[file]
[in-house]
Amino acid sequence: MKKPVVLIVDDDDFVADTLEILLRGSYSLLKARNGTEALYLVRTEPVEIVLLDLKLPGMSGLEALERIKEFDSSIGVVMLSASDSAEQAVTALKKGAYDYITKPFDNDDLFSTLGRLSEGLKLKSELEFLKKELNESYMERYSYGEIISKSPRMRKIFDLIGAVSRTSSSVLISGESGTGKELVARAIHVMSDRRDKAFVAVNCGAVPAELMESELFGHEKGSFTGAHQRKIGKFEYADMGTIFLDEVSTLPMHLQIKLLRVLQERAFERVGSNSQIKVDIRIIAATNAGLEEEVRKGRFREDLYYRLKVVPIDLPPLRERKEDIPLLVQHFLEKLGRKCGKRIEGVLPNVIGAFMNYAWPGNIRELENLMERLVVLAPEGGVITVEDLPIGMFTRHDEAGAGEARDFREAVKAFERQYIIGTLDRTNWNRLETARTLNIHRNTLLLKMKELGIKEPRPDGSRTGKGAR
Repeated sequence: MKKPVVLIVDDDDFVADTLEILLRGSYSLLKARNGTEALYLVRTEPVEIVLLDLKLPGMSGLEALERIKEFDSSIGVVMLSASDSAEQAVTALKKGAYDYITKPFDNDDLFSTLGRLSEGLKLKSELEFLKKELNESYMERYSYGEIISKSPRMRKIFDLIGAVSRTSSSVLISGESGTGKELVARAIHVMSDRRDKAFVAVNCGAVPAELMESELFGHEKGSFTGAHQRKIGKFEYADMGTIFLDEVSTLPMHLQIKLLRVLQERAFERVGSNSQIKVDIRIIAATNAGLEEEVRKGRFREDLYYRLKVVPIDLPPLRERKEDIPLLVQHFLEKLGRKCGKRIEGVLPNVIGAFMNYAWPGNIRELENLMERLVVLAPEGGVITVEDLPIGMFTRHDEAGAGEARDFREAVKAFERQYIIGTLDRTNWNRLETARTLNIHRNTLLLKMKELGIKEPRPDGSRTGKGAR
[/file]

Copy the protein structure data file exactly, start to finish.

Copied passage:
[in-house]
Amino acid sequence: MKKPVVLIVDDDDFVADTLEILLRGSYSLLKARNGTEALYLVRTEPVEIVLLDLKLPGMSGLEALERIKEFDSSIGVVMLSASDSAEQAVTALKKGAYDYITKPFDNDDLFSTLGRLSEGLKLKSELEFLKKELNESYMERYSYGEIISKSPRMRKIFDLIGAVSRTSSSVLISGESGTGKELVARAIHVMSDRRDKAFVAVNCGAVPAELMESELFGHEKGSFTGAHQRKIGKFEYADMGTIFLDEVSTLPMHLQIKLLRVLQERAFERVGSNSQIKVDIRIIAATNAGLEEEVRKGRFREDLYYRLKVVPIDLPPLRERKEDIPLLVQHFLEKLGRKCGKRIEGVLPNVIGAFMNYAWPGNIRELENLMERLVVLAPEGGVITVEDLPIGMFTRHDEAGAGEARDFREAVKAFERQYIIGTLDRTNWNRLETARTLNIHRNTLLLKMKELGIKEPRPDGSRTGKGAR
Repeated sequence: MKKPVVLIVDDDDFVADTLEILLRGSYSLLKARNGTEALYLVRTEPVEIVLLDLKLPGMSGLEALERIKEFDSSIGVVMLSASDSAEQAVTALKKGAYDYITKPFDNDDLFSTLGRLSEGLKLKSELEFLKKELNESYMERYSYGEIISKSPRMRKIFDLIGAVSRTSSSVLISGESGTGKELVARAIHVMSDRRDKAFVAVNCGAVPAELMESELFGHEKGSFTGAHQRKIGKFEYADMGTIFLDEVSTLPMHLQIKLLRVLQERAFERVGSNSQIKVDIRIIAATNAGLEEEVRKGRFREDLYYRLKVVPIDLPPLRERKEDIPLLVQHFLEKLGRKCGKRIEGVLPNVIGAFMNYAWPGNIRELENLMERLVVLAPEGGVITVEDLPIGMFTRHDEAGAGEARDFREAVKAFERQYIIGTLDRTNWNRLETARTLNIHRNTLLLKMKELGIKEPRPDGSRTGKGAR